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  3. You present an interesting moral dilemma…with several possibilities. One could have given it to the store and “hoped” it wouldn’t be kept. Or one could have donated it to a charity….but once one has acted, there’s no turning back. We all do things in the past that we have agita about…so consider yourself forgiven. LOL

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    • Thanks, Rita. However, I’m not sure forgiveness is in order if there’s nothing to forgive. My feeling was the money would never get back to its forgetful, peculiar owner no matter what I did. As for donating to charity, yes I do, quite often, although not in this instance. Love the word “agita.” May I borrow it now and then?

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  4. Courtney Gaertner

    You clearly are behaving unethically and it is theft. But, you have to live with you and there are convoluted ways to justify keeping it. I ask you to consider 2 questions: 1. Is it something you’d tell your children to do? ; 2. Is it worth the money and self-esteem?

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    • And you, Courtney, are clearly an absolutist. I am not. I consider everything in context. Here, you have (if you think about it) insulted me without instruction as to how to comply with your principles. How is the situation about which I wrote different than my finding $143 in bills tucked among the cucumbers? Would you then also suggest I hand over the money to the kid at the customer desk and say, “Somebody lost this?” Do you think that would get the money back to the deluded soul who left it on a pile of raw vegetables and probably doesn’t even remember where she put it down? As for the answers to your questions: (1) I am an old lady and my children are grown, with children of their own; I don’t tell them to do anything. However, I believe they would act rationally in such a situation, although not necessarily as you would have them act. (2) Yes, I accept found money, not taken out of anyone’s pocket, without loss of self esteem.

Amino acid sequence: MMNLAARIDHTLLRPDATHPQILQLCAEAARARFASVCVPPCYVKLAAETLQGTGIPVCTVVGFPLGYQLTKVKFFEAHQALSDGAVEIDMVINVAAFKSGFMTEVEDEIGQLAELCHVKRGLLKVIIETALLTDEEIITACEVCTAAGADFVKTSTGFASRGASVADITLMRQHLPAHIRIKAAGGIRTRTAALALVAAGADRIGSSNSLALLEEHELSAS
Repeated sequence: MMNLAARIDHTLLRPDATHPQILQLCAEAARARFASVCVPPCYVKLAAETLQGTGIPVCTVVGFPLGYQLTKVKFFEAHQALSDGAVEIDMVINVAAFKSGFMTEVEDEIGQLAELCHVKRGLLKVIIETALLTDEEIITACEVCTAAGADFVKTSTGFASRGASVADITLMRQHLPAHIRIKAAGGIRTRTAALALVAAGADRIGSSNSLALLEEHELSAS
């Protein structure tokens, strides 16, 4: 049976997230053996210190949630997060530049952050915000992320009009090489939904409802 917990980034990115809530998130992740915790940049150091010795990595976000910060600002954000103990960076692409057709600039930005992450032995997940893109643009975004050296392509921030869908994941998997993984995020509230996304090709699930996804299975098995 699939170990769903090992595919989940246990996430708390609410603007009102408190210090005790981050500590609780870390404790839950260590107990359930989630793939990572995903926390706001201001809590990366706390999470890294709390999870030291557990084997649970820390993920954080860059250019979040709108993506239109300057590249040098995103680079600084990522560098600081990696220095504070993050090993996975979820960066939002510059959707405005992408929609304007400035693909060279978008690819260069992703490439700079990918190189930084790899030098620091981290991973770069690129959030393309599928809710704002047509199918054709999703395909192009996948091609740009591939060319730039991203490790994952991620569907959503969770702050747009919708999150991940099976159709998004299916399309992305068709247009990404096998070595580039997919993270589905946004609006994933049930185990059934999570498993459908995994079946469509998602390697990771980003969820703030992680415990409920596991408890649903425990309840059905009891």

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      • Courtney Gaertner

        I didn’t mean to insult you, but didn’t want to tell you what to do. But, if you would like to know…here goes… I would tell the store owner/cucumber stand kid that I found a small amount of money and if someone comes in looking for it to give me a call. If someone did call and could identify details (amount, wallet, etc). I would return it. If no one called, I would keep it. I respect that things are not always straight forward and would have 100percent concurred with you, if you just found the money laying on the street, or in a park, etc. With no hopes of finding the rightful owner. Good luck with your blog, and never stop seeking.

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  5. Like some of the other comments, I too, would not know the ‘right’ thing to do, if there is such a thing. So much depends on the circumstances, the fact that there was no ID, how we’re feeling on that particular day, etc. The older I get, the more I realize life (and the decisions we make) is not always clear-cut, not a simple matter of what’s ‘right’ and ‘wrong.’ Sometimes, there’s no ‘right’ answer, and just like there is no ‘wrong’ one depending on the situation.